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We dream of an Africa with 
quality learning experiences for all


Our Story


Schooling isn’t learning


Uwezo’s annual “Are Our Children Learning?” Research showed that for five consecutive years, learning outcomes have remained stagnant in Kenya. While access to schools have increased, the education offered does not prepare youth for the 21st century.


“Schooling is not learning. We need to reimagine learning.”

Dr. John Mugo

Former head of Uwezo, Founder and Executive Director of Zizi Afrique, and Founding Metis Board member

Although those closest to the problem are always closest to the solution, proximate leaders often struggle to access necessary tools and resources to start and scale innovations.
Local innovators lack access to funding and support. 

“While working with incredible Kenyan school leaders in informal settlements, I saw they     were real innovators—figuring out how to upskill teachers who hadn’t graduated college, figuring out how to engage caregivers who were working 2-3 jobs to make ends meet, incorporating social emotional learning in a rigid curriculum. Why weren’t they receiving support to scale their impact or opportunities to shape funding and policy?” 

Rebecca Crook, co-founder of Metis 

Problems with existing approaches to 
reimagine education 



Metis co-founder Kathlyn Pattillo interviewed hundreds of funders, entrepreneurs, and education leaders in Kenya. Combined with Rebecca’s research and experience working with from education leaders across South Africa, Malawi, Zimbabwe, Tanzania, and Kenya, they identified that high-potential local leaders were not receiving support for 4 critical reasons: 


Most investors fund later-stage entrepreneurs. They typically do not coach government leaders to shift complex regulations, entrapreneurs to drive higher quality within existing schools and organizations, or entrepreneurs with ideas that have not been piloted yet.


Many investors lack expertise in how to enable higher quality education initiatives because they invest across multiple sectors, which means they do not provide education-specific support and practitioners do not learn from other leaders in the education sector about what works.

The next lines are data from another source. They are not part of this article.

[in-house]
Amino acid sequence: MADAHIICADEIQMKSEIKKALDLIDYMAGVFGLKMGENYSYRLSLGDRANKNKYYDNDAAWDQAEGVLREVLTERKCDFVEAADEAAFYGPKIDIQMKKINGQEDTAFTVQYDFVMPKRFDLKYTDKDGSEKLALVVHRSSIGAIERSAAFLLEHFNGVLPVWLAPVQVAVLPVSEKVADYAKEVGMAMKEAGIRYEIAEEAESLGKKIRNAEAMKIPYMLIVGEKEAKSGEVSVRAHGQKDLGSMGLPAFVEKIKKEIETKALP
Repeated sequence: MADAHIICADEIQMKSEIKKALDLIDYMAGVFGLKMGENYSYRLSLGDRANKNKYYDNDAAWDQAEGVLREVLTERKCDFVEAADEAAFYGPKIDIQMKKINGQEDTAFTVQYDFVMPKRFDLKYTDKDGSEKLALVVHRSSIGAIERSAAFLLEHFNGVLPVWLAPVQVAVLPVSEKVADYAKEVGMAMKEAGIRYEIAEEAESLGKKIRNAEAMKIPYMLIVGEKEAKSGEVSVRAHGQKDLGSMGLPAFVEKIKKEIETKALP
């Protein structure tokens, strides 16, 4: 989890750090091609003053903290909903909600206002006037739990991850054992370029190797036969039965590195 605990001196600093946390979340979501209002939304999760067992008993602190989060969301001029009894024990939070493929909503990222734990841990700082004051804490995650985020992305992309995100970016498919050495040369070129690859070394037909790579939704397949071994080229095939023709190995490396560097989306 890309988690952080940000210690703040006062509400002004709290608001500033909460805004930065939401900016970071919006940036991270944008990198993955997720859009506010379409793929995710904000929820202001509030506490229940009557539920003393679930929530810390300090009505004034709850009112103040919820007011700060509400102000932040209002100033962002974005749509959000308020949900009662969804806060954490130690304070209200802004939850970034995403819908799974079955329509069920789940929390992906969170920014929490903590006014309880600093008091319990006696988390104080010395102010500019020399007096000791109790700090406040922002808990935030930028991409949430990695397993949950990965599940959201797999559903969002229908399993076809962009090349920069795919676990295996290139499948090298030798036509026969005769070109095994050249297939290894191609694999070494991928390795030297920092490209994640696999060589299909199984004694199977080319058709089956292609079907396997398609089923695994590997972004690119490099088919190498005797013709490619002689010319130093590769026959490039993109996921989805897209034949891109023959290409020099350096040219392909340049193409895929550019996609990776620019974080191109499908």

Many large investments are selected by non-Africans living outside of Africa, often men, disconnected from local political contexts, realities, and opportunities. Few large investments are in initiatives led by non-white Africans and women. As a result, many investors miss the potential of emerging models.


What Works in Education



Investors typically fund individual models, not collective impact that creates the conditions for local practitioners to learn across silos and build solutions to entrenched and complex problems.

From our inception, Metis has gathered changemakers from across the ecosystem—from grassroots to government leaders—to learn, collaborate, and act collectively. In 2018, we partnered with BRIGHT magazine to help 100 entrepreneurs, funders, and practitioners learn “What works in education” from Metis Fellows and Council members.


“Adults should listen to kids more. We know what we are talking about. It was empowering to be able to share my opinion of what a great education is and should be to such a big audience!”


Form 3 student, Starehe Girl’s Student Centre


Growing the movement



We supported two additional cohorts of Fellows, growing our network to 41 individuals and institutions and enabling 1.3 million children to access a reimagined education.


Collective action to support 
learning at home


The power of the collective is evident in times of crisis. Not only did Metis community members collaborate to strengthen their individual responses, but Metis Fellows swiftly supported learners, parents, and educators together. The Metis community co-created Home Learning Guides to support vulnerable families without e-learning, hosted webinars, distributed food, and shared online resources with 1,000+ educators and parents through a digital resource hub. 135,000 youth learned with Metis Home Learning Guides translated in 6 languages—from Hausa to Thai! We also co-founded the Keep Kenya Learning campaign to support caregivers to lead learning at home.

2020. Scaling our work in a pandemic.

While COVID disrupted school and learning, we launched a hybrid virtual and in-person model of the Metis Fellowship. We expanded programming from Nairobi county to seven counties in Kenya and supported 17 new Fellows. HundrED recognized Metis as a top global education innovation as measured by impact and scalability.


Reaching every county through continued 



We continued to equip, connect, and amplify local leaders. Our collective of 93 Fellows and their diverse organizations continue to provide a blueprint for what is possible for Kenyan learners and education systems everywhere. We hosted our inaugural learning summit on reimagining African education—showcasing 30 Kenyan education innovations to diverse funders, practitioners, and culture shifters including Eluid Kipchoge, Wanjira Maathai and Blinky Bill! 

Where we are going!

By 2025, proximate leaders in Kenya have the tools, resources, and community they need to create transformational learning experiences for their communities. Thousands of learners across Kenya access a reimagined education, and that number grows every day because innovations spread across an ecosystem of education institutions. From government to grassroots—leaders learn, collaborate, and act collectively to ensure that all learners thrive. This approach inspires others beyond Kenya to invest in local leadership and innovation. 
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